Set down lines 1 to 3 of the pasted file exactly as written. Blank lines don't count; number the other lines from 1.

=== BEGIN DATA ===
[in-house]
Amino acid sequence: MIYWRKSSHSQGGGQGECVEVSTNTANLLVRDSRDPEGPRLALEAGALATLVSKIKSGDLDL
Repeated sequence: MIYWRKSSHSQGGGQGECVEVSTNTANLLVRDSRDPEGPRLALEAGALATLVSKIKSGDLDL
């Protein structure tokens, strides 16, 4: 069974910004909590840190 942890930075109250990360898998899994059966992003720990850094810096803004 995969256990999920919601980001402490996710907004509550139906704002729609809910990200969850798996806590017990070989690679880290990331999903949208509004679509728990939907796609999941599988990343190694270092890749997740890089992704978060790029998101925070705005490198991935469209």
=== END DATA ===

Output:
[in-house]
Amino acid sequence: MIYWRKSSHSQGGGQGECVEVSTNTANLLVRDSRDPEGPRLALEAGALATLVSKIKSGDLDL
Repeated sequence: MIYWRKSSHSQGGGQGECVEVSTNTANLLVRDSRDPEGPRLALEAGALATLVSKIKSGDLDL